Explore the relationship between resistance and temperature

Work with numbers big and small to estimate and calculate various quantities in physical contexts.

Many physical constants are only known to a certain accuracy. Explore the numerical error bounds in the mass of water and its constituents.

Get some practice using big and small numbers in chemistry.

Various solids are lowered into a beaker of water. How does the water level rise in each case?

Can you suggest a curve to fit some experimental data? Can you work out where the data might have come from?

Use your skill and knowledge to place various scientific lengths in order of size. Can you judge the length of objects with sizes ranging from 1 Angstrom to 1 million km with no wrong attempts?

Can you draw the height-time chart as this complicated vessel fills with water?

Estimate these curious quantities sufficiently accurately that you can rank them in order of size

Make an accurate diagram of the solar system and explore the concept of a grand conjunction.

To investigate the relationship between the distance the ruler drops and the time taken, we need to do some mathematical modelling...

Examine these estimates. Do they sound about right?

How would you go about estimating populations of dolphins?

Work out the numerical values for these physical quantities.

Which dilutions can you make using only 10ml pipettes?

Work with numbers big and small to estimate and calulate various quantities in biological contexts.

When you change the units, do the numbers get bigger or smaller?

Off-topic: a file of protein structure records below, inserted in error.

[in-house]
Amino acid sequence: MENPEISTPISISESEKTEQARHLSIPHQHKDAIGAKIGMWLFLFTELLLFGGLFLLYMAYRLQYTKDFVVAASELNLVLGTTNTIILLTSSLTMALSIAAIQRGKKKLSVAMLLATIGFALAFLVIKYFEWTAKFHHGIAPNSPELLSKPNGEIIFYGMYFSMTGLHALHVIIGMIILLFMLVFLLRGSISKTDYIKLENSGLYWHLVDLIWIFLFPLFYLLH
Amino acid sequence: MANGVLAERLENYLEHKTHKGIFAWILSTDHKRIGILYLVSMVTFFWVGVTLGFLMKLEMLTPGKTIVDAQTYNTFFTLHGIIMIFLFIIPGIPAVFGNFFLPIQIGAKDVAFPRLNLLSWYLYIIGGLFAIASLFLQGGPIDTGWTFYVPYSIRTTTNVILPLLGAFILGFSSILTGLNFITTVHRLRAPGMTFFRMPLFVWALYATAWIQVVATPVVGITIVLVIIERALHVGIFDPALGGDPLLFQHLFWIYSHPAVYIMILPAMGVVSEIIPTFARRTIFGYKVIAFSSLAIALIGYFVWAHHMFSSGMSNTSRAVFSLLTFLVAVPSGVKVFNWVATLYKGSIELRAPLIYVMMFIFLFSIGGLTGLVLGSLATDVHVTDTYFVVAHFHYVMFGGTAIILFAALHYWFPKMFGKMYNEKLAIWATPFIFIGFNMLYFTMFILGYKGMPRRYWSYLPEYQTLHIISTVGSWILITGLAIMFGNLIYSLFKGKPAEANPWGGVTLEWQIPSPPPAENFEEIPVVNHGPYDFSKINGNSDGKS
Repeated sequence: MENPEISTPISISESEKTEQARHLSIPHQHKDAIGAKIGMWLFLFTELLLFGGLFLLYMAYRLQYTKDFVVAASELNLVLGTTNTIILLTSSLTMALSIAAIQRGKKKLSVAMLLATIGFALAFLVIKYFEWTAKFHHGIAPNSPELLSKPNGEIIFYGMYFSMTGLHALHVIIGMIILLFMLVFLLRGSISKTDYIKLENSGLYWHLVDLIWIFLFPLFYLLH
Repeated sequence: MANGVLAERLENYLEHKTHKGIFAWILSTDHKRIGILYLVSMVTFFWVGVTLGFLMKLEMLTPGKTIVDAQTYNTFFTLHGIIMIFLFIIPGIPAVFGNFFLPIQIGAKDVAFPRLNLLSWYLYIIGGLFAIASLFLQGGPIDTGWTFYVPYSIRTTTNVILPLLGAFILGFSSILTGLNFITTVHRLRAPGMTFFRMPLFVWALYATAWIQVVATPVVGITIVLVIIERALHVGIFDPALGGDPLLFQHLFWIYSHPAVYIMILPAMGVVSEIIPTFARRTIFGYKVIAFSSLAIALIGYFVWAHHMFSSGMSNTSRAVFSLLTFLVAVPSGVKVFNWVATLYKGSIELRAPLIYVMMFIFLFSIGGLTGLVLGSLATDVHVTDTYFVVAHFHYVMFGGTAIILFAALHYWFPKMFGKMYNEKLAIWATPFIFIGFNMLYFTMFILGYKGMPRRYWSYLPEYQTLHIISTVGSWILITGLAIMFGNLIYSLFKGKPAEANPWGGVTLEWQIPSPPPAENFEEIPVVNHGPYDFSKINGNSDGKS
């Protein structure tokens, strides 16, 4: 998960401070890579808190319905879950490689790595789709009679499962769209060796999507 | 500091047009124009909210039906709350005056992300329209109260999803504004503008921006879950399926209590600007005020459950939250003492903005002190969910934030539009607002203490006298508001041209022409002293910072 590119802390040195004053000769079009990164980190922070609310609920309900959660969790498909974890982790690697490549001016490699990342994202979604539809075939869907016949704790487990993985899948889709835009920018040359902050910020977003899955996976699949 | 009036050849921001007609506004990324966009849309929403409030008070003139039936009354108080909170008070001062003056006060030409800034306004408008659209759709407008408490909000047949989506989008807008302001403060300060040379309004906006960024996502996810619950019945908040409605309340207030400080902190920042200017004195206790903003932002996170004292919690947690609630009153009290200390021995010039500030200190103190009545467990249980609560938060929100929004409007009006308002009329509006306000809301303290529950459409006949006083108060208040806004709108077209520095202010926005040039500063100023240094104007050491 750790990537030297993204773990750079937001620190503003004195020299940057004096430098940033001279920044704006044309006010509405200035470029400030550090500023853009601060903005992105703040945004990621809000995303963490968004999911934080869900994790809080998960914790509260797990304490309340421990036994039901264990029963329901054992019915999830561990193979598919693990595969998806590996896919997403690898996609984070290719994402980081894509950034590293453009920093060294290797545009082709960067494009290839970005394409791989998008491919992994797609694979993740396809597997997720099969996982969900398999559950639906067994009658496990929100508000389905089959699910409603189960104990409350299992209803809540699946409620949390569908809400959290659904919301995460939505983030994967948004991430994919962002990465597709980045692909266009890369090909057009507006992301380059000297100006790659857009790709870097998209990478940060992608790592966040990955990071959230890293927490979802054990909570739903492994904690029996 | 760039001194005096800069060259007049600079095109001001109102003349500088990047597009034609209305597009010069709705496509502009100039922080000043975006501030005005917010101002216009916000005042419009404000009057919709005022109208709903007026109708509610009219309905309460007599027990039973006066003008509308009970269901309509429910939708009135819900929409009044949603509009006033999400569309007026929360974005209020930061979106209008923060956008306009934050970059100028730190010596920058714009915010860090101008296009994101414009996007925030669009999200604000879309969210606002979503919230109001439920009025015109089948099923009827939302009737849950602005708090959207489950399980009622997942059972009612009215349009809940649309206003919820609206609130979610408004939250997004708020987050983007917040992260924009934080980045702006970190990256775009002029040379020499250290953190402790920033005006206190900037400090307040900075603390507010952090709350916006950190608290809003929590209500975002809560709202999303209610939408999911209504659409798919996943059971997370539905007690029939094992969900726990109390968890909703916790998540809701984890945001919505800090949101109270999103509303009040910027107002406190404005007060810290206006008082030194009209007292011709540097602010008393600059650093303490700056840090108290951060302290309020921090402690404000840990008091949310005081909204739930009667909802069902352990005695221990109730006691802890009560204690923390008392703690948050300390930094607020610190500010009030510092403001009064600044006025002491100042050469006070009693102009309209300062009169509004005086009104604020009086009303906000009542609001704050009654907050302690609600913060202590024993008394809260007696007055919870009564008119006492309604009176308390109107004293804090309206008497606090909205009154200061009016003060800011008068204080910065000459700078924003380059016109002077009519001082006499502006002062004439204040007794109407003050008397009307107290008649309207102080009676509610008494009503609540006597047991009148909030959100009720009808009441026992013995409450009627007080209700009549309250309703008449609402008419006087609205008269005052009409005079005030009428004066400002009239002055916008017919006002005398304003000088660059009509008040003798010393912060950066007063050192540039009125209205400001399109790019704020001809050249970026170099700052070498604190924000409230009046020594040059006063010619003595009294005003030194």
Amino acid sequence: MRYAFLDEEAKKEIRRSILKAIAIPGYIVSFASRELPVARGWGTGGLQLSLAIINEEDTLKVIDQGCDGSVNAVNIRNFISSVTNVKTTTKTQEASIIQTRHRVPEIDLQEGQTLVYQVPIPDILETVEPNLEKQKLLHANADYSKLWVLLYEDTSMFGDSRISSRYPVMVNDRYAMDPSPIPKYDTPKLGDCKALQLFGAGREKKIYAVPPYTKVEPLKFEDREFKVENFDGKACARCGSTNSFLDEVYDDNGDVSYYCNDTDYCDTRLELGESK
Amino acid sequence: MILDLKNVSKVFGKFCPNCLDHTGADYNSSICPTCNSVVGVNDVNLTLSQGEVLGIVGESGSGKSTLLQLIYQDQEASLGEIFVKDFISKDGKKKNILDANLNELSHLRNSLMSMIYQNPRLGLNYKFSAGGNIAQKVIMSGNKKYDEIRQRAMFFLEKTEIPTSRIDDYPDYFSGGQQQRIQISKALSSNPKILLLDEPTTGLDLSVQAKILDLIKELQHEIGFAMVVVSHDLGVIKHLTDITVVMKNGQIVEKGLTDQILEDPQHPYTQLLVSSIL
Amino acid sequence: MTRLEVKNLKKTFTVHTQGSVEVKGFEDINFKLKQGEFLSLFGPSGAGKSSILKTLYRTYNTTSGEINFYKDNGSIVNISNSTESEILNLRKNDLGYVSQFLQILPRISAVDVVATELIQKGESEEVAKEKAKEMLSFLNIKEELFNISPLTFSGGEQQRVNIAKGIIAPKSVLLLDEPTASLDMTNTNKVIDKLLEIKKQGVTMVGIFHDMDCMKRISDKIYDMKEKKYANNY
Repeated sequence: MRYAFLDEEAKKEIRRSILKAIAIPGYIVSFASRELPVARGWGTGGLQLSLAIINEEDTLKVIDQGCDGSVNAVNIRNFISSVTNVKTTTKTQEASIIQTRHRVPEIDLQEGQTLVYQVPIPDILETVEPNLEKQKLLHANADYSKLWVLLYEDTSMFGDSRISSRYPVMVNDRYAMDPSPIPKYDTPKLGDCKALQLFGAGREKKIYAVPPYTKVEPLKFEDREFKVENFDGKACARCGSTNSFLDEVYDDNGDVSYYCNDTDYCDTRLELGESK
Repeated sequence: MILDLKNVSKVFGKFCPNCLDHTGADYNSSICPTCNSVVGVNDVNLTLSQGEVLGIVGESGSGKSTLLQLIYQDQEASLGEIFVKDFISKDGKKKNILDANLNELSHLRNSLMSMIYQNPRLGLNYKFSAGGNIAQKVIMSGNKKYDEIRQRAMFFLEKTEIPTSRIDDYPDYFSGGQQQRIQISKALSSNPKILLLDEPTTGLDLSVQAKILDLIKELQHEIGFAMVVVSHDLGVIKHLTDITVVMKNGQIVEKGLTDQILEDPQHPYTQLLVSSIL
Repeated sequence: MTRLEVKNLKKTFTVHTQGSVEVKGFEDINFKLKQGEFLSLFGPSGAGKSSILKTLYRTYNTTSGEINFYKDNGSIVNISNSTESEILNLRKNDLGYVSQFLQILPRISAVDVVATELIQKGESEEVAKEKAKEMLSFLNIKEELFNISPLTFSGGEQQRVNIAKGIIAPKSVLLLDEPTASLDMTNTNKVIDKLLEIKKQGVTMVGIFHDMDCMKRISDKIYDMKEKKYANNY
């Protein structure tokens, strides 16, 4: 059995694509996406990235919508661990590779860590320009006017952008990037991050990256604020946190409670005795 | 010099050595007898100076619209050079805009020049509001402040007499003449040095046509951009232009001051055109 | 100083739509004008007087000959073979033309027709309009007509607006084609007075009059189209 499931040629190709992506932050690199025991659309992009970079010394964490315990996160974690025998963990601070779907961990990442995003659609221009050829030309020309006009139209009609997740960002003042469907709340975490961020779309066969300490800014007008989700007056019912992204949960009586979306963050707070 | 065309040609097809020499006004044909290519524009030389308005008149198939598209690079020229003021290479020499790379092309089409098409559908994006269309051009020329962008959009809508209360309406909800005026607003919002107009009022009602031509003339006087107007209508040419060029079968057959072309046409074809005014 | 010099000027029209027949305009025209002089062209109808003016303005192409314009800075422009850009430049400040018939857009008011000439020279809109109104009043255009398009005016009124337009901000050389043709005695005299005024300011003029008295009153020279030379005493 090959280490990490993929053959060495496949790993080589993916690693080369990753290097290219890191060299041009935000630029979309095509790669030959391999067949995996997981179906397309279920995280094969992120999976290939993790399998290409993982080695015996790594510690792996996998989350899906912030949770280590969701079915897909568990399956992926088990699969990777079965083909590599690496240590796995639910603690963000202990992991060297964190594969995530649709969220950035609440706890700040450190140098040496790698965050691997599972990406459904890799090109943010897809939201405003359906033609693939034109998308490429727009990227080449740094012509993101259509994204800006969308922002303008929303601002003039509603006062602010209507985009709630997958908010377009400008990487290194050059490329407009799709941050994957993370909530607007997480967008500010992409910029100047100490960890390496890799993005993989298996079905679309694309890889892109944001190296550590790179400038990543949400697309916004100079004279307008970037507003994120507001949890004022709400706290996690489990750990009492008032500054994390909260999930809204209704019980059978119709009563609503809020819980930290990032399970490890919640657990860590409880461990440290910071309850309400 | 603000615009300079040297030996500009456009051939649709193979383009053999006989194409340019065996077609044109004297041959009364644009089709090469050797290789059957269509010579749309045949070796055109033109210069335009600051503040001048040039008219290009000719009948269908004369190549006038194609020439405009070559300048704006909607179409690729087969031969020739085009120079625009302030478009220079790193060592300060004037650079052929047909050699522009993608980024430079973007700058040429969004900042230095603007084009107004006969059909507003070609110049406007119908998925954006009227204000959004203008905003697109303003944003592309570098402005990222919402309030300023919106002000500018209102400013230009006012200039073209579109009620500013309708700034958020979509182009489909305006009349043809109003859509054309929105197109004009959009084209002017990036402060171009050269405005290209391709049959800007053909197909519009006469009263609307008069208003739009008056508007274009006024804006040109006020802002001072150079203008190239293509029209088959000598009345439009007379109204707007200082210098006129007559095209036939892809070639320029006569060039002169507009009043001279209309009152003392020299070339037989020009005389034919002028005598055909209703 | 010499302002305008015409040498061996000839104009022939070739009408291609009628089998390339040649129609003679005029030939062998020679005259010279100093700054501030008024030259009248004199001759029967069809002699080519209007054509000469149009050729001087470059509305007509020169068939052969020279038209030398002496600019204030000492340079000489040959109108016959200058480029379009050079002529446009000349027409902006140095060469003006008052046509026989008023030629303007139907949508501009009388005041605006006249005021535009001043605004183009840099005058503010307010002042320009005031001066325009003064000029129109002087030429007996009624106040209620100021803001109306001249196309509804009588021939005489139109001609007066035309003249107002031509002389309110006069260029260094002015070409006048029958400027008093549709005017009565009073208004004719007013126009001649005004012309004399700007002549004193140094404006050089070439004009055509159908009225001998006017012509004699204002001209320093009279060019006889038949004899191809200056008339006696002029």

Which units would you choose best to fit these situations?

Work with numbers big and small to estimate and calculate various quantities in biological contexts.

Can you sketch graphs to show how the height of water changes in different containers as they are filled?

Can you work out which processes are represented by the graphs?

Could nanotechnology be used to see if an artery is blocked? Or is this just science fiction?

Two trains set off at the same time from each end of a single straight railway line. A very fast bee starts off in front of the first train and flies continuously back and forth between the. . . .

Make your own pinhole camera for safe observation of the sun, and find out how it works.

Formulate and investigate a simple mathematical model for the design of a table mat.

Analyse these beautiful biological images and attempt to rank them in size order.

In Fill Me Up we invited you to sketch graphs as vessels are filled with water. Can you work out the equations of the graphs?

Imagine different shaped vessels being filled. Can you work out what the graphs of the water level should look like?

Andy wants to cycle from Land's End to John o'Groats. Will he be able to eat enough to keep him going?

Is it cheaper to cook a meal from scratch or to buy a ready meal? What difference does the number of people you're cooking for make?

Use the computer to model an epidemic. Try out public health policies to control the spread of the epidemic, to minimise the number of sick days and deaths.

If I don't have the size of cake tin specified in my recipe, will the size I do have be OK?

In which Olympic event does a human travel fastest? Decide which events to include in your Alternative Record Book.

Where should runners start the 200m race so that they have all run the same distance by the finish?

Use trigonometry to determine whether solar eclipses on earth can be perfect.

Can you deduce which Olympic athletics events are represented by the graphs?

The triathlon is a physically gruelling challenge. Can you work out which athlete burnt the most calories?

An observer is on top of a lighthouse. How far from the foot of the lighthouse is the horizon that the observer can see?

This problem explores the biology behind Rudolph's glowing red nose.

Have you ever wondered what it would be like to race against Usain Bolt?

Starting with two basic vector steps, which destinations can you reach on a vector walk?